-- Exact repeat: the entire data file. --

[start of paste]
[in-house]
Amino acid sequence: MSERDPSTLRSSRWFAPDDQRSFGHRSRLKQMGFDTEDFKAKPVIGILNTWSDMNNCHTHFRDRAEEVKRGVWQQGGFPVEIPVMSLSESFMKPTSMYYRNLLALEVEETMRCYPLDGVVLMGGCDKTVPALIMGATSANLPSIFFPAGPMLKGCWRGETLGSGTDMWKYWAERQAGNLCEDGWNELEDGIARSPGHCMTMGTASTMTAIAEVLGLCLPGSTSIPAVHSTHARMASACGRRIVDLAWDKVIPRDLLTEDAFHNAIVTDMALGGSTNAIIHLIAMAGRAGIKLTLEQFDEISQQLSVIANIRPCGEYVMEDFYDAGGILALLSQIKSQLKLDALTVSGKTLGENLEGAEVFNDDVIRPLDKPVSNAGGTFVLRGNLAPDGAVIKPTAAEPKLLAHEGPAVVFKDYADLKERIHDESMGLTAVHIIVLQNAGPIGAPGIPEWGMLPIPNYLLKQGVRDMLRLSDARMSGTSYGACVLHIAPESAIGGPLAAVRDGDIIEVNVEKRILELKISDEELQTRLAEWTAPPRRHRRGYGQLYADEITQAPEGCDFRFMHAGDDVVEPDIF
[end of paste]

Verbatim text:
[in-house]
Amino acid sequence: MSERDPSTLRSSRWFAPDDQRSFGHRSRLKQMGFDTEDFKAKPVIGILNTWSDMNNCHTHFRDRAEEVKRGVWQQGGFPVEIPVMSLSESFMKPTSMYYRNLLALEVEETMRCYPLDGVVLMGGCDKTVPALIMGATSANLPSIFFPAGPMLKGCWRGETLGSGTDMWKYWAERQAGNLCEDGWNELEDGIARSPGHCMTMGTASTMTAIAEVLGLCLPGSTSIPAVHSTHARMASACGRRIVDLAWDKVIPRDLLTEDAFHNAIVTDMALGGSTNAIIHLIAMAGRAGIKLTLEQFDEISQQLSVIANIRPCGEYVMEDFYDAGGILALLSQIKSQLKLDALTVSGKTLGENLEGAEVFNDDVIRPLDKPVSNAGGTFVLRGNLAPDGAVIKPTAAEPKLLAHEGPAVVFKDYADLKERIHDESMGLTAVHIIVLQNAGPIGAPGIPEWGMLPIPNYLLKQGVRDMLRLSDARMSGTSYGACVLHIAPESAIGGPLAAVRDGDIIEVNVEKRILELKISDEELQTRLAEWTAPPRRHRRGYGQLYADEITQAPEGCDFRFMHAGDDVVEPDIF